- Peter Kiss leaving Quinnipiac men’s basketball for Rutgers
- Game On
- Quinnipiac splits doubleheader against Siena
- Baseball cruises to 13-1 victory over Saint Peter’s
- Rick Seeley court documents date abuse since 2009-2010
- SGA approves 2017-2018 budgets
- Quinnipiac to host 2019 Women’s Frozen Four
- Rand Pecknold named U.S. Men’s National Team assistant coach
- Allison Kuhn balances Quinnipiac women’s lacrosse schedule with SGA role
- Kei Ezaka sets Quinnipiac men’s tennis wins record
Storm updates from Hamden’s mayor
As of Sunday afternoon, more than 50 percent of Hamden’s roads remain impassable, according to the town of Hamden’s automated phone call to residents Sunday night. Roads with first plowing priority like Dixwell Avenue, Whitney Avenue, Shepard Avenue and Evergreen Avenue have been plowed since Saturday morning. However, most clear roads are still narrow.
Mayor Scott D. Jackson sent out an automated phone call earlier this evening where he outlined the progress the town is making with snow removal. Mayor Jackson continues to urge residents to stay off the roads for faster efforts from snow removals.
“The more people can stay off the roads the faster our crews will be able to make them passable,” Jackson said.
The town of Hamden will bring in snow removal equipment from out of state in order to speed the snow removal process over the next few days. Regular plowing equipment has proved ineffective with the chart-topping volume of snow Hamden received this weekend.
“Most of our heavy equipment was not even able to get up roads without getting stuck and slowing our efforts to assist our emergency police, fire and medical vehicles get where they needed to be,” he said.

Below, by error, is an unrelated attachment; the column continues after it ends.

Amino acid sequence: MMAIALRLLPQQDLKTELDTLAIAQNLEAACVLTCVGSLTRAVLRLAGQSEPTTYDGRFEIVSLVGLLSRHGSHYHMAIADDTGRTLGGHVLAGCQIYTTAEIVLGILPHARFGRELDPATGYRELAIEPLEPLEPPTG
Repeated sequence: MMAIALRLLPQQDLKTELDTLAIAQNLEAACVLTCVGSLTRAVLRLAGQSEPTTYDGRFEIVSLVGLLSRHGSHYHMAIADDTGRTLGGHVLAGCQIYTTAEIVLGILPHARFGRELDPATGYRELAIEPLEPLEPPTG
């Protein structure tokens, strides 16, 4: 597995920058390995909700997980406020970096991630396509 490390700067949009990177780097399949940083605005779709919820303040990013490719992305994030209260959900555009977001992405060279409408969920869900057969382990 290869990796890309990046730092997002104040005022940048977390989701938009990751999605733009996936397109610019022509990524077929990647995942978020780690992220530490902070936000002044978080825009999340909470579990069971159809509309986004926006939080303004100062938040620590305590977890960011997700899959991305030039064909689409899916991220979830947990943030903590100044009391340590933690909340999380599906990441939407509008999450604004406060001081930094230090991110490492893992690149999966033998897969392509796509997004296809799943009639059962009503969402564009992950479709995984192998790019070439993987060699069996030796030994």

Payloaders and plows will work together to clear away the snow, rather than just pushing it into driveways and sidewalks.
“The process is slower but ultimately more effective for residents,” Jackson said. “We have contracted with multiple private entities to augment our equipment already, and the Town has requested National Guard assistance with snow removal.”
Hamden Public Works has been working in “storm mode” since Friday morning and according to Mayor Jackson will remain working 24/7 until all streets are cleared.
President Barack Obama declared a state of emergency in Connecticut today thus implementing federal aid to the state, according to the Post-Chronicle.
There are more than 4,000 National Guard troops available to help with removing snow or rescuing stranded residents, Connecticut National Guard spokesman Col. John Whitford said. Residents must request help through the Office of Emergency Management.
Hamden had the highest snowfall of any town affected by the storm this weekend. The recorded 40 inch total was Hamden’s highest snowfall in over 40 years, exceeding the Blizzard of 1978.
“We are fortunate that there has been no loss of life, no significant property damage and no widespread power outages,” Jackson said. According to Hamden Patch, 19 homes lost power through the storm, but as of Sunday night,, United Illuminating was reporting only 6 locations in Hamden without power.